|Dealing with Tele-pressure & FOMO|
|By Carl ToersBijns, former deputy warden, ASPC Eyman, Florence AZ|
As a correctional officer or employee, your typical duty day is long enough as it is especially if you are volunteering for overtime or working on special projects. Today’s technology has extended the work day even more so than before, as the organization you work for expects more with less and that puts a big burden on your mind and body.
One can only imagine the fatigue you feel when you walk through the front door of your home and your cell phone rings or an email catches your eye, and either asks you come back to work or come in early the next day. Drained of energy as you may be, you need to respond to matters brought to your attention. More importantly, the boss expects an immediate response whether you are available or not. It is almost impossible to disconnect your relationship from work at home. Technology has attached your mind forever as a lifeline or as long as you carry a Smartphone that delivers your calls and emails 24/7 creating a phenomenon called Tele-pressure (stress). A study conducted by the American Psychological Association found that more than 50% of us check work email before and after work hours, throughout the weekend, and even when we’re sick. Even worse, 44% of us check work email while on vacation.
Mobile phones are rarely turned off. Even while on the charger, it is on. Sometimes, we take the time to silence the ringtone but phone’s power is on. You and your phone are collaborators in you life – it’s either going to be a positive relationship or a bad one. One of the most obvious signs you are suffering from Tele-pressure is the phenomenon called FOMO.
Better known as the “Fear Of Missing Out” syndrome, FOMO is a relatively new term associated with today’s high-tech millennial generation which includes those born after 1980 but has grabbed those before this time as well. These people fear that they’ll miss out of something important, fun and interesting. FOMO is a powerful force and it correlates to people’s tendency to avoid loss of information in their lives. You can almost call it an addiction as there are many people who rely on their phones too much and too often.
This constant connection cannot be a good thing if not balanced between your off duty time and your on-duty commitment. Tele-pressure ensures that you are never able to relax and truly disengage from work. This prolonged state of stress is terrible for your health. Besides increasing your risk of heart disease, depression, and obesity, stress decreases your cognitive performance.
In order to deal with the Tele-pressure whether personal or professional, we need to establish clear lines or boundaries between those dynamics that motivate or guide us daily. If we don’t do that, we are subject to fall victim to poor health, extreme stress and anxiety and deprived relationships.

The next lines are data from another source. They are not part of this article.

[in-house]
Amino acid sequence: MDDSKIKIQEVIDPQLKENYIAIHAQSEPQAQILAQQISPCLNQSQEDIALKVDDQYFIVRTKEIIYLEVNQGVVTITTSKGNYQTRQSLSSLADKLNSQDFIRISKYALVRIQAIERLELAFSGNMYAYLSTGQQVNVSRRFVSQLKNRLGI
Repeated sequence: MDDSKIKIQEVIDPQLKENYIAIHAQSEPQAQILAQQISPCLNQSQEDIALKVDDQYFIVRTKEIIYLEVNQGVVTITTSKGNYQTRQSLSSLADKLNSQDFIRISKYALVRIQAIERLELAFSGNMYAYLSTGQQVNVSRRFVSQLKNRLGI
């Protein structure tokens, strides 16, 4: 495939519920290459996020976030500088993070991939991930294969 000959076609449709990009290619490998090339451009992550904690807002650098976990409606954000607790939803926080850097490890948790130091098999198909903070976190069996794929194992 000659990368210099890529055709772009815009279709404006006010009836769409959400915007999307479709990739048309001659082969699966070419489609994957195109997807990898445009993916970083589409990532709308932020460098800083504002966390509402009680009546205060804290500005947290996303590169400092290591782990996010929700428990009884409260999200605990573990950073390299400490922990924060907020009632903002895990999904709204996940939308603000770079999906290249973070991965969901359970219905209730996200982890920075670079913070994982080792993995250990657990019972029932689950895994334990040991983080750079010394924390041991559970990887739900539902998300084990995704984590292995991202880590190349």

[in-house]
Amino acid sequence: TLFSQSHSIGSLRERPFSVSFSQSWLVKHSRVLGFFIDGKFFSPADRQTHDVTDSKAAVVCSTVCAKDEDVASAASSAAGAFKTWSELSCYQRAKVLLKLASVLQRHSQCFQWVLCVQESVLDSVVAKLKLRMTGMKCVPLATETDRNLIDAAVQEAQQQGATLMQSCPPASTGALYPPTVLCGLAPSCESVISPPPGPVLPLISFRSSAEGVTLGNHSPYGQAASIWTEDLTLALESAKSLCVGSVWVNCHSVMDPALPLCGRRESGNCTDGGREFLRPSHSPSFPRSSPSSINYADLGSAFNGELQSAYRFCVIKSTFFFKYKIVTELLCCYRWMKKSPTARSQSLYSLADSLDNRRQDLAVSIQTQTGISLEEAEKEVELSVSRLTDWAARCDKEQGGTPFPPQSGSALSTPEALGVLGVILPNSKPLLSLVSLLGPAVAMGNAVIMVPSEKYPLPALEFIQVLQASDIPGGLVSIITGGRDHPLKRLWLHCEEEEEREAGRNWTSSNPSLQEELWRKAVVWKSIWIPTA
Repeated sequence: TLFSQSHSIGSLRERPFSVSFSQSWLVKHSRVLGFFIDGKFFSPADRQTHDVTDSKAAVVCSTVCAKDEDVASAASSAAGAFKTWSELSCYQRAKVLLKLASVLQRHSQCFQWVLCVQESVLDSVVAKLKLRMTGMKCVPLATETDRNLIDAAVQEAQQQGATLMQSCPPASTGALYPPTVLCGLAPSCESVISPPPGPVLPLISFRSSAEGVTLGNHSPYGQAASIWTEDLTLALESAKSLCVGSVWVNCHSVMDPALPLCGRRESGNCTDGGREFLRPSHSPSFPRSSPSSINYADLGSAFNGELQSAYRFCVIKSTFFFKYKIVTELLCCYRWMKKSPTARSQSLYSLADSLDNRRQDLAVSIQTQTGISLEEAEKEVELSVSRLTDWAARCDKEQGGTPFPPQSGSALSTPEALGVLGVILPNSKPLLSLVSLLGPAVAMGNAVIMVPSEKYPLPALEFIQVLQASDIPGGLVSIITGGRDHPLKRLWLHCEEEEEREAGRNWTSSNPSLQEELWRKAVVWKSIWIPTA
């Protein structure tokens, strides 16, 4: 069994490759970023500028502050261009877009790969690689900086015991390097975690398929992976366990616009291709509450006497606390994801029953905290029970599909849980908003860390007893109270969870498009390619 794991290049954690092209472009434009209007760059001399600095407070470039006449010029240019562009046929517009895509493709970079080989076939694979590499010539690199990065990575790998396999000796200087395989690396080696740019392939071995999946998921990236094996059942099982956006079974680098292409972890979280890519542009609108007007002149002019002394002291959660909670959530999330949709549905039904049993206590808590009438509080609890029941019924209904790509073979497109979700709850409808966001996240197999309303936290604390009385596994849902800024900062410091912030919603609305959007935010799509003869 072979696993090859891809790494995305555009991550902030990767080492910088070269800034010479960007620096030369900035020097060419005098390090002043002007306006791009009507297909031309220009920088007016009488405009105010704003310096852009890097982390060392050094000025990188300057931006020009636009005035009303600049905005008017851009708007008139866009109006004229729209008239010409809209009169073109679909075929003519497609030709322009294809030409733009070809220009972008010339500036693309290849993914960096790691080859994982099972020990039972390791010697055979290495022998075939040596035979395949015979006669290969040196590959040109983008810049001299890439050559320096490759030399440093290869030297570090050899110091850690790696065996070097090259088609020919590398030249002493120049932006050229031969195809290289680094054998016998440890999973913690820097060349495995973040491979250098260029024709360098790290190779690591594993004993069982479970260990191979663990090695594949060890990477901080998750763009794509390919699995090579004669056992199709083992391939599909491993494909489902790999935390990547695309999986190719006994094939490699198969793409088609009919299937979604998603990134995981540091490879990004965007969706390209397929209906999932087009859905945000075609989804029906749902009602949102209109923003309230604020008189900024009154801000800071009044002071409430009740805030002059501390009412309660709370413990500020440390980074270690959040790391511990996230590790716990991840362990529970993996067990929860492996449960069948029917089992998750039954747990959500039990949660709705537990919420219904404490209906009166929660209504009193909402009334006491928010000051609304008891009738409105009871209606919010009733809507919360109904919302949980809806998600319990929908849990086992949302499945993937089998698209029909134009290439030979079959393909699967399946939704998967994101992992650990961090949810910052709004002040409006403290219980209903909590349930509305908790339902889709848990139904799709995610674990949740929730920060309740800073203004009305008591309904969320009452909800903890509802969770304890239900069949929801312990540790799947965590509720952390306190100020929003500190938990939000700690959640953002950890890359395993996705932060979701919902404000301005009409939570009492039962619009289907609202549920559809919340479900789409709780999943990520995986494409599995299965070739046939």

Whenever you are faced with a busy schedule that intrudes on your life in all directions, you need to prioritize your needs or values and put them in some kind of order so you remain healthy, happy and balanced.
Easier said than done, it is important you take the time to do this is you are to sustain a long and happy relationship and career – those two works hand in hand and need a sound balance in order to get along with each other. Learning how to say no to the boss may not be an option - however, setting you priorities can help you achieve a measurable value to allow a balance between work and play. Set your values in order; don’t give them away without first evaluating what is important and where it is on your continuum of life and the pursuit of happiness.
Shape your character to fit your values and allot your time spent for those things to be reasonable and necessary in order to remain fit and mentally alert. Taking short cuts can only hurt you in time as stress and other ailing symptoms take time to show up or be detected and often that is a case of being in dire straights and in need of treatment or rest.
Based on my own evaluation of my service record, I prioritized my life in the following order – physical health, family, mental health wellness, as well as my ethics, contacts, activities. Certainly, there are more activities in your life than those mentioned above and you can add them to the list as you see fit or proper. The key here is to sustain the long hard traveled road and career as well as taking care of yourself and family.
You cannot let bad things sneak up on you, and the way you do that is by keeping a consistent routine. Think about what you need to do to keep yourself active and healthy (taking brisk walks during lunch, skip working weekends, taking your vacations as scheduled making it more remote than ever, etc.), make a plan, and stick to it no matter what.
If you don’t, you’re allowing your work to overstep its bounds. When your mind is at ease, you naturally feel good, and make it easier to deal with the things around you. What is more important is that your energy is regulated to the point where you are able to respond effectively and within a reasonable amount of time.
Corrections.com author, Carl ToersBijns, (retired), has worked in corrections for over 25 yrs He held positions of a Correctional Officer I, II, III [Captain] Chief of Security Mental Health Treatment Center – Program Director – Associate Warden - Deputy Warden of Administration & Operations. Carl’s prison philosophy is all about the safety of the public, staff and inmates, "I believe my strongest quality is that I create strategies that are practical, functional and cost effective."
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